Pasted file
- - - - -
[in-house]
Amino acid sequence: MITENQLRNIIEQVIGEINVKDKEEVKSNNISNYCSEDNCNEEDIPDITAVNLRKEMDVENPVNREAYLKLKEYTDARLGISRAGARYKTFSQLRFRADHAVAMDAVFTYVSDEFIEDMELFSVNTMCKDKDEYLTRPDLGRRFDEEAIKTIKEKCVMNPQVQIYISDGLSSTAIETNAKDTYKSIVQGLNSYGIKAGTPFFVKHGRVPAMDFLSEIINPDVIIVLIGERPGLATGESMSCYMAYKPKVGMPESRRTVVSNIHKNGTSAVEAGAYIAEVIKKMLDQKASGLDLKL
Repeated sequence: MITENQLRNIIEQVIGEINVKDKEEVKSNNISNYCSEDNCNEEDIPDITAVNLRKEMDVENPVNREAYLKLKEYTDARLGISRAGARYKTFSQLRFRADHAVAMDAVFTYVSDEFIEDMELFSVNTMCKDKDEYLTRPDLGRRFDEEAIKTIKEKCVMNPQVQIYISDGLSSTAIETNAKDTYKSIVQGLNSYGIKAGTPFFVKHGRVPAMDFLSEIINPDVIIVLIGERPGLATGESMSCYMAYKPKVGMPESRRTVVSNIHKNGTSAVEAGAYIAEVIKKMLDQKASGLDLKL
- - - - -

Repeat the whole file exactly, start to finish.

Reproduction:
[in-house]
Amino acid sequence: MITENQLRNIIEQVIGEINVKDKEEVKSNNISNYCSEDNCNEEDIPDITAVNLRKEMDVENPVNREAYLKLKEYTDARLGISRAGARYKTFSQLRFRADHAVAMDAVFTYVSDEFIEDMELFSVNTMCKDKDEYLTRPDLGRRFDEEAIKTIKEKCVMNPQVQIYISDGLSSTAIETNAKDTYKSIVQGLNSYGIKAGTPFFVKHGRVPAMDFLSEIINPDVIIVLIGERPGLATGESMSCYMAYKPKVGMPESRRTVVSNIHKNGTSAVEAGAYIAEVIKKMLDQKASGLDLKL
Repeated sequence: MITENQLRNIIEQVIGEINVKDKEEVKSNNISNYCSEDNCNEEDIPDITAVNLRKEMDVENPVNREAYLKLKEYTDARLGISRAGARYKTFSQLRFRADHAVAMDAVFTYVSDEFIEDMELFSVNTMCKDKDEYLTRPDLGRRFDEEAIKTIKEKCVMNPQVQIYISDGLSSTAIETNAKDTYKSIVQGLNSYGIKAGTPFFVKHGRVPAMDFLSEIINPDVIIVLIGERPGLATGESMSCYMAYKPKVGMPESRRTVVSNIHKNGTSAVEAGAYIAEVIKKMLDQKASGLDLKL